Gevirtz + Remembering Marilyn
The 2015-16 school year began on a somber note with the passing of donor and friend of the school Marilyn Gevirtz on September 27. In 2000, she and her husband Ambassador Don Gevirtz made a transformative gift to the Graduate School of Education, and in recognition of that gift, UCSB renamed the school in their honor. Their significant investment has supported student fellowships, fostered the creative capacity of the faculty, and enhanced the school’s stature as a nationally renowned leader in education.
For this edition of the Alumni Newsletter we asked three people who knew Marilyn well to share their reminiscences.
Russell Rumberger, Professor Emeritus, Department of Education
Marilyn Gevirtz was a kind person who took a personal interest in the School of Education and the faculty within it. Two gestures illustrate these qualities. The first occurred in 1997 when I was taking my family with me on a sabbatical to Melbourne University. When discussing my upcoming trip with Don and Marilyn Gevirtz, they invited me and my family to stay with them at their residence in Fiji, where Don was serving as the U.S. Ambassador. They were wonderful hosts and they also arranged for me to meet with Fijian education officials while I was there.
The second gesture was smaller, but no less significant. When I received a lifetime achievement award from the American Education Research Association, Marilyn wrote a personal note to me congratulating me and stating how proud she was to have me as part of the faculty. It meant a lot to me. Marilyn was a wonderful benefactor to the Gervirtz School of Education not simply because of the generous gift that she and her husband Don provided, but in the personal interest she took in the people that were part of it. I observed this at every meeting that Marilyn attended, where we always greeted each other with a hug.
Suzanne W. Peck, Commissioner, County of Santa Barbara, Commission for Women
Marilyn came into my life in 2010 as I was writing a film and book to teach respect and prevent bullying. Over lunch at Birnam Wood, surrounded by staff who treated her like royalty, Marilyn shared the pain and embarrassment she experienced as a bullied little 8 year-old. And to my great fortune, she offered to help with my film. Days later, Marilyn introduced me to Dean Jane Conoley, who opened doors to the world-class research, expertise and contributions of the Gevirtz School. Many meetings, many more lunches, and I could always count on Marilyn to be both positive and provocative.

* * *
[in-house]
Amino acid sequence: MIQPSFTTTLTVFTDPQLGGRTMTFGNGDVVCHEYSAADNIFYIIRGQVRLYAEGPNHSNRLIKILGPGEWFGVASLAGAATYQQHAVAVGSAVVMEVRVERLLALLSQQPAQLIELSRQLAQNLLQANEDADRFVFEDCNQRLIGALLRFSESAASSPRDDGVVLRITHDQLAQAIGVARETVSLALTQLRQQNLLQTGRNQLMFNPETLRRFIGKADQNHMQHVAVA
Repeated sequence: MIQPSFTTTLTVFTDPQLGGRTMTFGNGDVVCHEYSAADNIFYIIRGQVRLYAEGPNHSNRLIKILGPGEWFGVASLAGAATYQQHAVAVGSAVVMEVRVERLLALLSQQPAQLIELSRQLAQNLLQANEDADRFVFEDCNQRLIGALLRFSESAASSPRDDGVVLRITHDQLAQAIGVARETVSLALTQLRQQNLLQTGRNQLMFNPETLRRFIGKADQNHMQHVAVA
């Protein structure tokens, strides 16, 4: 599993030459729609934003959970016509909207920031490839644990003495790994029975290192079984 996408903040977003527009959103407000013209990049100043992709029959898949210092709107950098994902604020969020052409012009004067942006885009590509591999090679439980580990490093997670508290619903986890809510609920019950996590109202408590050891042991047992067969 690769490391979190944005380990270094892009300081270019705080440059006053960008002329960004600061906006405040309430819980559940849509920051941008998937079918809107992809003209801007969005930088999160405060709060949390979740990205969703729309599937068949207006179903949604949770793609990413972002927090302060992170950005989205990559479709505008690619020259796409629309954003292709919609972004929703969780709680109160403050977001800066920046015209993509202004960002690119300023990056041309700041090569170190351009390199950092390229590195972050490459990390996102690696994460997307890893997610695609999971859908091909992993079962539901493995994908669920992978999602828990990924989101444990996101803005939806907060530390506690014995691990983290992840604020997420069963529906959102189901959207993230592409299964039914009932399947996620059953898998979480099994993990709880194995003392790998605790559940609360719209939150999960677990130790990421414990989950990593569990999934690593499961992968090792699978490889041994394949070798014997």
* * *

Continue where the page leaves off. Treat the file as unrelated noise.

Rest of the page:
Marilyn had a way of asking questions that would tilt the conversation, but in a good way. For example, she gave me advice on casting. When I showed her Expect the Best: A Guide for Parents-to-Be, one of my earlier film projects, narrated by Ahmad Rashad and Phylicia Rashad, with Latino parents, Asian parents, single parents, and a very diverse cast, Marilyn asked why there were no blondes included. She was not joking. Our conversation about the importance of connecting with as broad an audience as possible often makes me think "what's missing from this picture?" And I'll always miss and respect one of my favorite blondes, Marilyn.
Shane Jimerson, Professor and Chair of the Department of Counseling, Clinical, and School Psychology
Marilyn will always be remembered as a strong, smart, and bold woman. Her curiosity and her smile were contagious. On one occasion, when discussing the challenges facing education professionals, she raised the question: Why is it that so many children are not able to read proficiently by sixth grade? I briefly commented that it was complex, but certainly an important question. She then reflected on her experiences with young children, how many of them were reading well by age seven. She lamented the low proficiency of so many students, many of whom have received years of education. She acknowledged that some students transition into the education system at a later age, perhaps having fluency in another language. She also explored the number of students who have been identified with learning disabilities, for whom this delay in reading may be a result of neurological complications. She discussed the challenges associated with students coming from impoverished backgrounds, the lack of exposure and opportunity to engage with literature. I made brief comments recognizing the complexity.
She continued to inquire about various curriculums that may impact teacher's success in helping students learn to read. She talked about the school library and the local library and how many of these children used such resources. She asked whether there were specific instructional strategies that have been found to be more effective, broadly advocating for increased efforts focused on direct instruction, repetition, and daily practice. I briefly commented that each of these were undoubtedly important considerations.
She wondered whether there was more that could be done within the school context. She reflected on what could be done within a community to help support reading among all children. After exploring many possibly influences regarding why so many children are not able to read proficiently by sixth grade, she then declared, we must do more to help these children!
This memory characterizes many of my discussions with Marilyn. She was quick to identify a key contemporary challenge. She was thoughtful in the breadth of her analysis of the contributing factors. She was committed to improving the situation. As part of the legacy that Don and Marilyn left through their generous investments at UCSB, I believe that the students, faculty, and alumni of the Gevirtz Graduate School of Education will make contributions to enhancing student outcomes. We each continue to be inspired and invigorated to help facilitate the development, education, and well-being of all children.